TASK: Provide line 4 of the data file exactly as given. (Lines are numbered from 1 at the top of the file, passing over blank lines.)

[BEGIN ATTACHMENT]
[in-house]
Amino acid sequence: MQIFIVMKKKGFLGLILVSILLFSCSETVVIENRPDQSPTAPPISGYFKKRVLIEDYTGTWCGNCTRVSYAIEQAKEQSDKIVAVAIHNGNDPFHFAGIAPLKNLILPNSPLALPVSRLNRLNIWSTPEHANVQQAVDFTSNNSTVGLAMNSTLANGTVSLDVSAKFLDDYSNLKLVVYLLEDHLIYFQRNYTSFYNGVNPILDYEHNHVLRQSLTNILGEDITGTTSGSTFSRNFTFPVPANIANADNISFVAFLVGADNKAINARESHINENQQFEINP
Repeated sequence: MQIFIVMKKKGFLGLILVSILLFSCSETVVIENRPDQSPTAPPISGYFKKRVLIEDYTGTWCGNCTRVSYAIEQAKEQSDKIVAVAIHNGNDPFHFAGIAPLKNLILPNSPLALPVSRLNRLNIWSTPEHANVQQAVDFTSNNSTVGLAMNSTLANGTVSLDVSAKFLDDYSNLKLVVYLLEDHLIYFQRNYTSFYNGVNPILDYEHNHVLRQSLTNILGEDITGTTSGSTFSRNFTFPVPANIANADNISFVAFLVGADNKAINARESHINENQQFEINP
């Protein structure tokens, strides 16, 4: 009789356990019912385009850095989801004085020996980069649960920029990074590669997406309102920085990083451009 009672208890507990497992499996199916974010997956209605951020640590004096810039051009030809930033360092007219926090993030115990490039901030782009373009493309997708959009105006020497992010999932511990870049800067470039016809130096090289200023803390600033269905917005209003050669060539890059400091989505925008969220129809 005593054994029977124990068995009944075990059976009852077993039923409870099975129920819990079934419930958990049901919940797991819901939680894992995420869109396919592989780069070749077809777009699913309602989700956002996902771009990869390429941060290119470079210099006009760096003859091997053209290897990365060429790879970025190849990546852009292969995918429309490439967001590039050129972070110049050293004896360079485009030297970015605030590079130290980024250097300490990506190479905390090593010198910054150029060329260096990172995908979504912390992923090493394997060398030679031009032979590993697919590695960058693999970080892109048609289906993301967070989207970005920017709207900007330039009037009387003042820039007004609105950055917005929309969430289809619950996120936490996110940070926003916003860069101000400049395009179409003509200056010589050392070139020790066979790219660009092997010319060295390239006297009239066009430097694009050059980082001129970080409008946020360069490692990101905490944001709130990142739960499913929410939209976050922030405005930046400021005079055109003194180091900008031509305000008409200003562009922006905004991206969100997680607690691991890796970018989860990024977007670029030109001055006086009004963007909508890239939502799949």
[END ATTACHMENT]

């Protein structure tokens, strides 16, 4: 009789356990019912385009850095989801004085020996980069649960920029990074590669997406309102920085990083451009 009672208890507990497992499996199916974010997956209605951020640590004096810039051009030809930033360092007219926090993030115990490039901030782009373009493309997708959009105006020497992010999932511990870049800067470039016809130096090289200023803390600033269905917005209003050669060539890059400091989505925008969220129809 005593054994029977124990068995009944075990059976009852077993039923409870099975129920819990079934419930958990049901919940797991819901939680894992995420869109396919592989780069070749077809777009699913309602989700956002996902771009990869390429941060290119470079210099006009760096003859091997053209290897990365060429790879970025190849990546852009292969995918429309490439967001590039050129972070110049050293004896360079485009030297970015605030590079130290980024250097300490990506190479905390090593010198910054150029060329260096990172995908979504912390992923090493394997060398030679031009032979590993697919590695960058693999970080892109048609289906993301967070989207970005920017709207900007330039009037009387003042820039007004609105950055917005929309969430289809619950996120936490996110940070926003916003860069101000400049395009179409003509200056010589050392070139020790066979790219660009092997010319060295390239006297009239066009430097694009050059980082001129970080409008946020360069490692990101905490944001709130990142739960499913929410939209976050922030405005930046400021005079055109003194180091900008031509305000008409200003562009922006905004991206969100997680607690691991890796970018989860990024977007670029030109001055006086009004963007909508890239939502799949």